Stories

The IRE Resource Center is a major research library containing more than 27,000 investigative stories.

Most of our stories are not available for download but can be easily ordered by contacting the Resource Center directly at 573-882-3364 or rescntr@ire.org where a researcher can help you pinpoint what you need.

Search results for "Valdez" ...

  • Harvest of Women: Safari in Mexico

    "Investigation into the disappearances and deaths of girls and women in the border city of Juarez, Mexico, which were documented from 1993-2005. The investigation sought to identify those responsible for the crime spree that attracted international attention. Te book reveals the corruption that made it possible for the crimes to continue with impunity."
  • Harvest of Women: The True Story About the Murders of Girls and Women in Juarez, Mexico (1993-2005)

    Author Diana Washington Valdez examines the circumstances behind the approximately 470 deaths of girls and women between the years of 1993 and 2005 in the border city of Juarez, Mexico. Her investigation discusses the brutality with which many of the victims were murdered, and the inability of local law enforcement to properly investigate these killings. Various law enforcement authorities undercounted the tally of dead by about 100, tried to blame the crimes on scapegoats, ignored viable suspects and "rejected or minimized information and leads provided by the FBI in El Paso, Texas." Investigations were further hindered by the fact the police and military were involved with the Juarez drug cartel, which "has operations in all the places where similar murders were committed during the past six years." Members of the Mexican government "protected prominent people involved in some of the murders and hid the findings of previous investigations. Therefore, it is unlikely the case will ever be completely solved, and the killers brought to justice.
  • The Human Factor

    16 years after the Exxon Valdez Oil Spill efforts to reduce crew work hours, crack down on alcohol use and improve tug escorts are being evaded or undermined. The industry and regulators are relying on new tankers they say are far less susceptible to trouble. But the investigation revealed that spills have gone unreported, alcohol is still being consumed on the ships and risky behavior is still characteristic in the industry.
  • The New Supertanker Plague

    Hundreds of oil-bearing ships have faced destruction in the form of "super rust," a virulent form of corrosion that is "the inevitable result when unforgiving chemistry meets the harsh economics and tangled industry politics of transporting fossil fuels." Wired Magazine examines the root causes of such "hyper-accelerated corrosion," and determines among other things that proper maintenance in re-coating the steel ships would effectively combat the problem. However, "first-class ship maintenance has become increasingly rare," as ships change hands frequently, and find themselves in the hands of owners who "tend to be less interested in maintaining their vessels than maximizing the return on their investments." The article details the scientific processes of corrosion, examines the recent history and challenges facing supertankers, and investigates where the industry -- and its aging ships -- might be headed.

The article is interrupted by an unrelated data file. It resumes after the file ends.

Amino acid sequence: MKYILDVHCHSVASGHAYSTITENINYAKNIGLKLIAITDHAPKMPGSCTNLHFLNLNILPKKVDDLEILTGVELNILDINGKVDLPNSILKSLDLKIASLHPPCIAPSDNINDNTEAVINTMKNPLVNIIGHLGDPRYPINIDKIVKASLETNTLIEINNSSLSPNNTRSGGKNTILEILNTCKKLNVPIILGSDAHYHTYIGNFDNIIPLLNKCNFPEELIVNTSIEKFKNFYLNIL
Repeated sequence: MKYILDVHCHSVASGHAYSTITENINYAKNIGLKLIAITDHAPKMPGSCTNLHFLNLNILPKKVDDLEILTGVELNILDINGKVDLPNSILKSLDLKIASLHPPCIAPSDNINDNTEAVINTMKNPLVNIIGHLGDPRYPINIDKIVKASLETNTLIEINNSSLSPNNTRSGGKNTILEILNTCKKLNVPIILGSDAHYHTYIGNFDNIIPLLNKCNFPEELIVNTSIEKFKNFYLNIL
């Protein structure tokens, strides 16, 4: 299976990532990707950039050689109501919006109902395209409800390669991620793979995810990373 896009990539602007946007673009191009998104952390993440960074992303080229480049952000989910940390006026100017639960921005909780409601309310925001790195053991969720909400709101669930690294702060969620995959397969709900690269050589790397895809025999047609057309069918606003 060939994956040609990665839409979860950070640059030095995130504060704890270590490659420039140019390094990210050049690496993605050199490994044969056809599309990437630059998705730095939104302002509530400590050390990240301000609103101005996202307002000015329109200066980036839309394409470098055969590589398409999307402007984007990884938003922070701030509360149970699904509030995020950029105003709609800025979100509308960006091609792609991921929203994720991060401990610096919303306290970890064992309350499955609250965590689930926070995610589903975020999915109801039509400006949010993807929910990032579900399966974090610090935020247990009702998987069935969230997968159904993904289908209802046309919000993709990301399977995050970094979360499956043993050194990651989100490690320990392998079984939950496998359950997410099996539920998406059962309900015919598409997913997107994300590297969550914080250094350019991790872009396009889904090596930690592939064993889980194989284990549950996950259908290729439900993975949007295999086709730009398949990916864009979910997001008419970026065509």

• Danger on the Water

    After the Exxon Valdez fouled the Alaskan coastline with 11 million gallons of oil in 1989, federal lawmakers enacted some of the strictest spill prevention measures in the world. But safety advocates say attempts by the worldwide shipping industry to shave costs and reduce liability are undermining the effectiveness of those spill prevention measures.
  • The Untold Story of the Exxon Valdez

    In March 1989, the Exxon Valdez apilled 11 million gallons of oil into the wates of Prince William Sound, Alaska-the largest oil spill in U.S. history and perhapst the most devastating ever. Our one-hour story has three acts: Act One, unfolding dramatically as a moment of crisis, reconstructs how and why the tanker hit the rocks of Bligh Reef, and reveals the ways in whcih not nly Captain Hazelwood, but Exxon itself, was culpable. Act Two looks at tha aftermath of the spill: the disastrous, P.R. - Motivated clean-up effort mounted by Exxon and the Coast Guard that my have caused more ahrm than good, and probes the controversy surrounding the oil spill's role in the collapse of commerical fishing i the Sound five years later. Act Three begins with an account of the civil trial underway in Alaska at the time of broadcast in whcih fishermen and other Alaska resident were trying to recover from Exxon billions of dollars for damages relatig to the spill, and then goes on to talke a lovger view of oil tanker safety and oil spill prevention issues tha affec the entire U.S. coastline today.
  • (Untitled)

    Village Voice (New York) reports on the Bush Administration efforts to overturn the 1980 Alaska National Interest Lands Conservation Act and to open to oil production the 1.5 million acre coastal plain of the Arctic National Wildlife Refuge, July 23, 1991.
  • (Untitled)

    Business Week looks at the future of Exxon Corp. and its current financial status; its public image is tarnished by the Valdez oil spill; Exxon is cutting back on its capital and exploration budget, April 2, 1990.
  • (Untitled)

    ABA Journal reports on the impact on environmental law of the Exxon Valdez oil spill.
  • Anatomy of an Oil Spill

    Frontline/WGBH-TV (Boston) documents long history of negligence by government agencies and oil companies that led to the Exxon Valdez oil spill in Prince William Sound on March 24, 1989; environmental promises were broken after the Alaska pipeline, installed in 1973, slowly fell apart, March 20, 1990.